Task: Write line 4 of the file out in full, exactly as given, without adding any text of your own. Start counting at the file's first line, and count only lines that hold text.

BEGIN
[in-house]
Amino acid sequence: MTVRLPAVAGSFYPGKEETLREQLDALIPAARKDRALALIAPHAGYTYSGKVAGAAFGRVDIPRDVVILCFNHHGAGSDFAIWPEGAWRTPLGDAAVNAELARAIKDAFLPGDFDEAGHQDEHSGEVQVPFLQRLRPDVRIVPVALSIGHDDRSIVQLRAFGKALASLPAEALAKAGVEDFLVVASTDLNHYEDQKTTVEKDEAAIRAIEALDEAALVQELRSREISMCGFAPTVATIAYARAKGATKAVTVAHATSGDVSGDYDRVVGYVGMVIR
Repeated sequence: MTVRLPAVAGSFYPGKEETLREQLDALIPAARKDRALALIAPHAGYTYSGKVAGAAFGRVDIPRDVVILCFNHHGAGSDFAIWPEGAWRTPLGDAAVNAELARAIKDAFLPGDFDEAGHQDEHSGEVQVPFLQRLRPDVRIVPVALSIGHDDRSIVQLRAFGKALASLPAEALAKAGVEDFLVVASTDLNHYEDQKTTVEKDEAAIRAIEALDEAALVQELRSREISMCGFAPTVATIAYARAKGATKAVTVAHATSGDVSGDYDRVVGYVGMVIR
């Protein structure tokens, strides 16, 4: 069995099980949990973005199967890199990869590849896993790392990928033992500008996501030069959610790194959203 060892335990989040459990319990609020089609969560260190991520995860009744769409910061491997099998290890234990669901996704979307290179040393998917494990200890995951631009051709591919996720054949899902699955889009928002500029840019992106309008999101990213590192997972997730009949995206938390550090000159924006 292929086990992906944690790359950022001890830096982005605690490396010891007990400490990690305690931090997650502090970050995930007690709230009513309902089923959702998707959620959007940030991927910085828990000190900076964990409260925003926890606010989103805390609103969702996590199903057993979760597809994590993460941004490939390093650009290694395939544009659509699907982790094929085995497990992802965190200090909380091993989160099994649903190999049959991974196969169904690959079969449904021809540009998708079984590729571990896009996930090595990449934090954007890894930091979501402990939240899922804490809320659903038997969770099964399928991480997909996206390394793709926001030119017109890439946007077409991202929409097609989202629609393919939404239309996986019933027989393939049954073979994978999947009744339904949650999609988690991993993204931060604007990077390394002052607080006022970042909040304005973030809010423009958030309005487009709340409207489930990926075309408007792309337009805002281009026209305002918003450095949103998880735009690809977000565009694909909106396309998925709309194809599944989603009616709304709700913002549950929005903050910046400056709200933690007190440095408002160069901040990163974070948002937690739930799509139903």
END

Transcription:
């Protein structure tokens, strides 16, 4: 069995099980949990973005199967890199990869590849896993790392990928033992500008996501030069959610790194959203 060892335990989040459990319990609020089609969560260190991520995860009744769409910061491997099998290890234990669901996704979307290179040393998917494990200890995951631009051709591919996720054949899902699955889009928002500029840019992106309008999101990213590192997972997730009949995206938390550090000159924006 292929086990992906944690790359950022001890830096982005605690490396010891007990400490990690305690931090997650502090970050995930007690709230009513309902089923959702998707959620959007940030991927910085828990000190900076964990409260925003926890606010989103805390609103969702996590199903057993979760597809994590993460941004490939390093650009290694395939544009659509699907982790094929085995497990992802965190200090909380091993989160099994649903190999049959991974196969169904690959079969449904021809540009998708079984590729571990896009996930090595990449934090954007890894930091979501402990939240899922804490809320659903038997969770099964399928991480997909996206390394793709926001030119017109890439946007077409991202929409097609989202629609393919939404239309996986019933027989393939049954073979994978999947009744339904949650999609988690991993993204931060604007990077390394002052607080006022970042909040304005973030809010423009958030309005487009709340409207489930990926075309408007792309337009805002281009026209305002918003450095949103998880735009690809977000565009694909909106396309998925709309194809599944989603009616709304709700913002549950929005903050910046400056709200933690007190440095408002160069901040990163974070948002937690739930799509139903």